10        The complainant maintains that a dispute remains between the parties about the fairness and transparency of the staffing process and the abuse of authority the respondent engaged in with respect to the application of merit.  To dismiss the complaint would be a tremendous injustice in that it would ignore the serious questions and concerns raised about the respondent’s actions, which would remain unanswered.

III. Analysis

11        The former Public Service Staffing Tribunal (“the Tribunal”) dealt with the issue of mootness in Dubord v. the Commissioner of the Correctional Service of Canada, 2013 PSST 10.  In that case, the complainant alleged that an abuse of authority had occurred because he had been screened out of an appointment process.  He was subsequently reassessed and eventually appointed to the positon.  The Tribunal dismissed the complaint, having determined that there was no longer any dispute between the parties.  It applied the test set out in Borowski v. Canada (Attorney General), [1989] 1 S.C.R. 342, which involves the following two questions:

  1. Is there still an issue, that is, a tangible and concrete dispute, between the parties?
  2. If there is no longer a dispute between the parties, should the tribunal still exercise its discretion to rule on the merits of the complaint?

12        The respondent submits similarly that since the complainant in the present case was also offered an appointment to the position at issue, there has ceased to be a tangible and concrete dispute between the parties, and therefore, the matter is moot.

13        However, the respondent fails to take into account some significant points from the Dubord decision.  For instance, the Tribunal highlighted at paragraph 44 the fact that “… a complaint does not necessarily become moot merely because a complainant is later appointed to the position at issue.”  In some cases, even when the person has been appointed to the position, there may still be a dispute, if reasons still exist to take corrective action.  Dubord was issued after a full hearing of all the evidence, and the Tribunal was able to conclude that no other corrective action was available to the complainant in that case.  In the present case, the matter has not even been set down for a hearing.  The question of whether any corrective action could still be taken remains to be determined.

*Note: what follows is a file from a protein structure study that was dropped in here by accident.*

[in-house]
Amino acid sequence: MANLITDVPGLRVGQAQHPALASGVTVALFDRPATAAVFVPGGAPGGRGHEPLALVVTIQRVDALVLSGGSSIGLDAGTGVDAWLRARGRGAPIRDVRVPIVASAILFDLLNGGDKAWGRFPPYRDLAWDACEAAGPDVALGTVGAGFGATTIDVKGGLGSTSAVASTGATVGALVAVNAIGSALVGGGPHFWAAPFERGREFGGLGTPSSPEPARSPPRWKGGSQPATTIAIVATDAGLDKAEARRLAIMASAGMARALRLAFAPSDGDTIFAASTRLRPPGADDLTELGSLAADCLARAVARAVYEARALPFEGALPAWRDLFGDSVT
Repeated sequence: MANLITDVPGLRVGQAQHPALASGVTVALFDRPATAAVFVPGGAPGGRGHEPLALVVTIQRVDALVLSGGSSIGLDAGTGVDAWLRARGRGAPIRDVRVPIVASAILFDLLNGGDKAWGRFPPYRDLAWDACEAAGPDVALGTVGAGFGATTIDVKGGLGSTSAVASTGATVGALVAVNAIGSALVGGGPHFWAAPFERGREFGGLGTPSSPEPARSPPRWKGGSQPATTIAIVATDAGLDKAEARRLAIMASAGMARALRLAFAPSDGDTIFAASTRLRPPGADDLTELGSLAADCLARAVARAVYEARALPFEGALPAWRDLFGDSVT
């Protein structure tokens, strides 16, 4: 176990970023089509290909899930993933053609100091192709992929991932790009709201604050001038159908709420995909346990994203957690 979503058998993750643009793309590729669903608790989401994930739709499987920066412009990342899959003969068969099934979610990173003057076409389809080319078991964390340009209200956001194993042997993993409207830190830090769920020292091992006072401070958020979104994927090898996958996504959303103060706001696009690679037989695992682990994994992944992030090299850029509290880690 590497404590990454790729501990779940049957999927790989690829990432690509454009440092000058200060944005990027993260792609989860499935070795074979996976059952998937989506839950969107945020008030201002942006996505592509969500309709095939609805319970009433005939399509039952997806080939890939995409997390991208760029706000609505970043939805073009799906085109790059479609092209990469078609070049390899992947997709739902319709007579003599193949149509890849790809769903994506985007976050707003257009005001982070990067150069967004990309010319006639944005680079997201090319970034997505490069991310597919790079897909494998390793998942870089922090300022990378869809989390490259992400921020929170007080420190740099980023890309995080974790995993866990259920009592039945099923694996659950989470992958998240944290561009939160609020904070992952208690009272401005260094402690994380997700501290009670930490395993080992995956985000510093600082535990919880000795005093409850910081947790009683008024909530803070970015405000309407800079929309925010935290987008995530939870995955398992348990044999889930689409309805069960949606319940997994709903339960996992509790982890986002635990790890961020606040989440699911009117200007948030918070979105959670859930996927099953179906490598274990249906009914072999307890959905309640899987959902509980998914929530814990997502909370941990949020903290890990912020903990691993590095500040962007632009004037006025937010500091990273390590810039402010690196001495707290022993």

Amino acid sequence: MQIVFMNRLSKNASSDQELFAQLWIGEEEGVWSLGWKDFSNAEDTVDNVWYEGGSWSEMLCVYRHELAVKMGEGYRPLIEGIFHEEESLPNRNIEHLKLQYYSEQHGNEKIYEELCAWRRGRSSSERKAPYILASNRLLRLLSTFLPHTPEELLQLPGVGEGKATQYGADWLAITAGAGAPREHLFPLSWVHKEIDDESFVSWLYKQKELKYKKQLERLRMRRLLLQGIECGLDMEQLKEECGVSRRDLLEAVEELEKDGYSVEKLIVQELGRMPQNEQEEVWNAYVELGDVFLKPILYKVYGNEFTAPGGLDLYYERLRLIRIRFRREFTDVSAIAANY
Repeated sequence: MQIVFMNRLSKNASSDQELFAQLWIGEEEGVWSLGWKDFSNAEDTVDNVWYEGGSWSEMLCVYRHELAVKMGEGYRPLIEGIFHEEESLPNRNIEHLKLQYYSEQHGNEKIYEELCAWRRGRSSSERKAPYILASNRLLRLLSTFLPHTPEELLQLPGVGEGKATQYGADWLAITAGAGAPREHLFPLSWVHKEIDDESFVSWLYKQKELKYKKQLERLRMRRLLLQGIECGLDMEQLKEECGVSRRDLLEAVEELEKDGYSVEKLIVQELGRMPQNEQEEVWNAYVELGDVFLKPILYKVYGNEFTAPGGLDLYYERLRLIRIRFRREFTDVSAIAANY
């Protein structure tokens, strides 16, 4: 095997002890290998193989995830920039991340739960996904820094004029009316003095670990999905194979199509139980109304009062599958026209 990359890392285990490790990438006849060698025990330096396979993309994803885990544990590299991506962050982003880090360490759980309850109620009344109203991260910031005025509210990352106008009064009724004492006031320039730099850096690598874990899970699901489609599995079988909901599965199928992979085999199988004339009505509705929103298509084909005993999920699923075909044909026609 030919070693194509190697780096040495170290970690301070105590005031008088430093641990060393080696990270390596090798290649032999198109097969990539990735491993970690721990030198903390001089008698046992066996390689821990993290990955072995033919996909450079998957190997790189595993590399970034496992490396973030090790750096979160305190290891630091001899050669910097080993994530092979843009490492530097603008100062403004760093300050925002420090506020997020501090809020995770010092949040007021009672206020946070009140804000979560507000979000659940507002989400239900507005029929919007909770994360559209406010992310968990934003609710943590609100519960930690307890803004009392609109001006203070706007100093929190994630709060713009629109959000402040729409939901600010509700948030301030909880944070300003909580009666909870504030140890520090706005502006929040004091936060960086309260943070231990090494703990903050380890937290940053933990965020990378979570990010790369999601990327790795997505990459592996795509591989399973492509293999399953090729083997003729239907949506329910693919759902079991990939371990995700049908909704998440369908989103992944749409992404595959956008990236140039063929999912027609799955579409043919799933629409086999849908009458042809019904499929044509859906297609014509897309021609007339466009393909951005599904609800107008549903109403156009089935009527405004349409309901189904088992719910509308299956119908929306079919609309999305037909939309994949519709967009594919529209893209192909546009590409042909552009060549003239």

14        Furthermore, the details in Dubord are significantly different from those in the present case.  In Dubord, during the exchange of information that occurred between the parties immediately after the complaint was filed, the complainant presented to the respondent a different perspective on the answers upon which he had been screened out.  The respondent was receptive to these submissions and reassessed them, resulting in the complainant being screened back into the process.  The complaint related to him being screened out, and the respondent specifically addressed that claim when it reintegrated him into the process shortly after the complaint was filed.  He was eventually appointed to a position.

15        In the present case, there was no similar resolution of the dispute.  The facts as presented merely indicate that as the case approached the hearing stage, the respondent proposed, by what at this point appears to be a unilateral action, to appoint the complainant to the position, even though she evidently no longer had any interest in it, based on her refusal.  As the Tribunal stated in Morgenstern v. Commissioner of the Correctional Service of Canada, 2010 PSST 18 at para. 40, the jurisdiction to deal with a complaint is established once a NAPA for the appointment at issue is posted, and it cannot be ousted by subsequent actions taken by a respondent.  It would be too easy for a respondent to avoid the complaint process by such an action, which in Morgenstern consisted of revoking the appointment and cancelling the appointment process.

16        For whatever reasons, the complainant in the present case did not accept the appointment offer that was made to her 22 weeks after she filed her complaint.  This fact should not affect her right to complain of a lack of transparency and fairness in the decision not to appoint her when the original appointments were made.  If her complaint were declared moot, these issues would remain unresolved.

17        Therefore, I do not find that a hearing into the complaint is moot.

18        For all of the above reasons, I make the following order:

IV. Order

19        The respondent’s motion to dismiss the complaint is denied.

August 30, 2017.

Catherine Ebbs,

a panel of the Federal Public Sector Labour Relations and Employment Board